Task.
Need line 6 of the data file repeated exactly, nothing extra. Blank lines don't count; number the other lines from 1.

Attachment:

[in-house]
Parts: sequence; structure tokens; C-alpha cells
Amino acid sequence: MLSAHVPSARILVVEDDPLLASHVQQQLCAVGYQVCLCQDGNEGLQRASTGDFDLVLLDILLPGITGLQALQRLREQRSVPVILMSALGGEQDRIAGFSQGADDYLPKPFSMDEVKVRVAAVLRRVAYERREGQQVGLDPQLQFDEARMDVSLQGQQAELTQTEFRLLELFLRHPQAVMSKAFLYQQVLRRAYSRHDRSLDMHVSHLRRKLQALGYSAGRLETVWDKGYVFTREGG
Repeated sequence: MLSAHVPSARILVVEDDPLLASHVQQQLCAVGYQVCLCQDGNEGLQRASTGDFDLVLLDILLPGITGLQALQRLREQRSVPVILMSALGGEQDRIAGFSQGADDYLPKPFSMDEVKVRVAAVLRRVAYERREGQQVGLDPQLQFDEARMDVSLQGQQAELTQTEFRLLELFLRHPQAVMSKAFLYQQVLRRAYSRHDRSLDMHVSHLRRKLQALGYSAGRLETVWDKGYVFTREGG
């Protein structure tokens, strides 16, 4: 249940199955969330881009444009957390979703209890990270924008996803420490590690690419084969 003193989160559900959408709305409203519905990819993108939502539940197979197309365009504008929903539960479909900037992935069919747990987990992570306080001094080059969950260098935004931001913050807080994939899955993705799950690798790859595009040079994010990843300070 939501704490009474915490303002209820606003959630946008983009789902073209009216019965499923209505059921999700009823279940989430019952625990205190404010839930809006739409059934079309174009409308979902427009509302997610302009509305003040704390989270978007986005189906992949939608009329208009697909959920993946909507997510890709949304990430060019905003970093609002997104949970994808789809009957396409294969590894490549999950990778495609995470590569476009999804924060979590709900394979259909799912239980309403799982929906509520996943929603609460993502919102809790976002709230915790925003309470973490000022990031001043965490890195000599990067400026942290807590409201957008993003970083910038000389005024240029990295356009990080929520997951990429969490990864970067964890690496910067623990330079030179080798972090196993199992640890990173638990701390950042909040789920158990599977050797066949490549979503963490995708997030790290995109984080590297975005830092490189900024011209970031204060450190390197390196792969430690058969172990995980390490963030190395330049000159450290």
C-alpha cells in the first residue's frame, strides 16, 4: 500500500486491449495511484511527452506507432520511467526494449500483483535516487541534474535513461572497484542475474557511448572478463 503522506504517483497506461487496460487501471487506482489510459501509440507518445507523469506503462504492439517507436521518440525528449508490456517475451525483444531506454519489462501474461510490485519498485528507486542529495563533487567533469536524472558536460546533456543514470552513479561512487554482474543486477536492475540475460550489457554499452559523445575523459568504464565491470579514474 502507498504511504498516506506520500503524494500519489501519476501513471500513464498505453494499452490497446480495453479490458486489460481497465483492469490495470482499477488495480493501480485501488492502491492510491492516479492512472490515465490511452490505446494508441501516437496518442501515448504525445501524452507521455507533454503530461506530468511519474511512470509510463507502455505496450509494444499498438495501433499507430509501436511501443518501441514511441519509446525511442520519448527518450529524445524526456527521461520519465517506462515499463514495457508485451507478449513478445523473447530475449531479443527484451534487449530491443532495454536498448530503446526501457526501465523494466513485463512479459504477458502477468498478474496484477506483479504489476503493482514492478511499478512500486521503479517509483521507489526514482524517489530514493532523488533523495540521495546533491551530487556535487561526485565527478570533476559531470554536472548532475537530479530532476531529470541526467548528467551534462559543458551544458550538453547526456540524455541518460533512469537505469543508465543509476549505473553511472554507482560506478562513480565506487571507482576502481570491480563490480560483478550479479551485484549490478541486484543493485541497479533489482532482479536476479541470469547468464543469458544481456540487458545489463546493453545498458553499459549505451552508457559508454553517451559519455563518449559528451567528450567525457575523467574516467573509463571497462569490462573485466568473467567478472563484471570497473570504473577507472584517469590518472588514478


C-alpha cells in the first residue's frame, strides 16, 4: 500500500486491449495511484511527452506507432520511467526494449500483483535516487541534474535513461572497484542475474557511448572478463 503522506504517483497506461487496460487501471487506482489510459501509440507518445507523469506503462504492439517507436521518440525528449508490456517475451525483444531506454519489462501474461510490485519498485528507486542529495563533487567533469536524472558536460546533456543514470552513479561512487554482474543486477536492475540475460550489457554499452559523445575523459568504464565491470579514474 502507498504511504498516506506520500503524494500519489501519476501513471500513464498505453494499452490497446480495453479490458486489460481497465483492469490495470482499477488495480493501480485501488492502491492510491492516479492512472490515465490511452490505446494508441501516437496518442501515448504525445501524452507521455507533454503530461506530468511519474511512470509510463507502455505496450509494444499498438495501433499507430509501436511501443518501441514511441519509446525511442520519448527518450529524445524526456527521461520519465517506462515499463514495457508485451507478449513478445523473447530475449531479443527484451534487449530491443532495454536498448530503446526501457526501465523494466513485463512479459504477458502477468498478474496484477506483479504489476503493482514492478511499478512500486521503479517509483521507489526514482524517489530514493532523488533523495540521495546533491551530487556535487561526485565527478570533476559531470554536472548532475537530479530532476531529470541526467548528467551534462559543458551544458550538453547526456540524455541518460533512469537505469543508465543509476549505473553511472554507482560506478562513480565506487571507482576502481570491480563490480560483478550479479551485484549490478541486484543493485541497479533489482532482479536476479541470469547468464543469458544481456540487458545489463546493453545498458553499459549505451552508457559508454553517451559519455563518449559528451567528450567525457575523467574516467573509463571497462569490462573485466568473467567478472563484471570497473570504473577507472584517469590518472588514478